The independent Kyiv Patriarchate was proclaimed in 1992, shortly after the proclamation of independence of Ukraine and the dissolution of the USSR in 1991. The Moscow Patriarchate has condemned it as schismatic, as it claims jurisdiction over Ukraine. Some Orthodox churches have not yet recognized Ukraine as autocephalous. In 2018, the problem of autocephaly in Ukraine became a fiercely contested issue and a part of the overall geopolitical confrontation between Russia and Ukraine, as well as between the Moscow Patriarchate and the Ecumenical Patriarchate of Constantinople.
A similar situation persists in North Macedonia, where the Macedonian Orthodox Church – Ohrid Archbishopric remains canonically unrecognized since 1967, when it split off from the Serbian Church and proclaimed autocephaly. The Serbian Church still maintains an autonomous Orthodox Ohrid Archbishopric in North Macedonia, which is recognised by all other Orthodox churches as the country's canonical local church.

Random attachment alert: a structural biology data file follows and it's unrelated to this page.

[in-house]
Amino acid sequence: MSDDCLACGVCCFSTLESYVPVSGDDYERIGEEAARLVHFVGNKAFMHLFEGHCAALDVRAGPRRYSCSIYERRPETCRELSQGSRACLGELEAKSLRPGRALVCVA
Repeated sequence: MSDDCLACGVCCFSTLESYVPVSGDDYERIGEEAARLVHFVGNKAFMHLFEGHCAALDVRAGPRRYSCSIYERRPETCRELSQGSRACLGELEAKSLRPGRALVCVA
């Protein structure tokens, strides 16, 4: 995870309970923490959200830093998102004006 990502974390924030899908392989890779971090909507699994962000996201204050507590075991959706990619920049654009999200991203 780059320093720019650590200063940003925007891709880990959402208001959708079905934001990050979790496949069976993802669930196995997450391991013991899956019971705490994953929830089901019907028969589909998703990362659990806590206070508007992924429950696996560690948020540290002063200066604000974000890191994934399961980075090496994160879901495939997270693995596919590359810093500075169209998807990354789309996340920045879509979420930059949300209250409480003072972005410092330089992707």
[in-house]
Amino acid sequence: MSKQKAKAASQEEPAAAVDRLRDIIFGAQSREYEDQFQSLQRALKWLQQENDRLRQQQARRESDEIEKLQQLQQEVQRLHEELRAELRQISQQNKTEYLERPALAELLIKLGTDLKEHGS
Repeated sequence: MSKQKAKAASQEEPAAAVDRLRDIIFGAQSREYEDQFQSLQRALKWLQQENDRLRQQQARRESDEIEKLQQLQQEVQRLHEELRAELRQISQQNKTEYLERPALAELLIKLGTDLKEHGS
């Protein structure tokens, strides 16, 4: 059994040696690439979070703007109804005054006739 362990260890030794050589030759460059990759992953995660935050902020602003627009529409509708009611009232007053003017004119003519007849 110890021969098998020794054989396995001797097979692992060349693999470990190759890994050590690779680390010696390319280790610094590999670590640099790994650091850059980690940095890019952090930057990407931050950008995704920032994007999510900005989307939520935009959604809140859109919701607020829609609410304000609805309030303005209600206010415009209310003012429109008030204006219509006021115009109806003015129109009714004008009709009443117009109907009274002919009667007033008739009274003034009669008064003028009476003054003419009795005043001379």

In Eastern Orthodoxy, autonomy denotes, a type of limited self-government of a church which still depends to some degrees on its mother church. A church that is autonomous has its highest-ranking bishop, such as an archbishop or metropolitan, approved (or ordained) by the primate of the mother church, but is self-governing on some aspects; the aspects on which the autonomous church is self-governing depends on the decision of the mother church.
In the Armenian Apostolic Church, there is a similar concept. In this Church, a Patriarchate is "a hierarchical See subject to the Catholicosate of All Armenians but with local autonomy. The Armenian Church has two Patriarchates in Jerusalem and Constantinople."
Kephale (κεφαλή) means "head" in Greek, whereas nomos (νόμος) means "law"; hence, autocephalous (αὐτοκέφαλος) denotes self-headed, or a "head unto itself", and autonomous denotes "self-legislated".
Autocephalous and autonomous Eastern Orthodox churches
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There are in addition several Churches which, while self-governing in most respects, do not possess full independence. These are termed 'autonomous' but not 'autocephalous'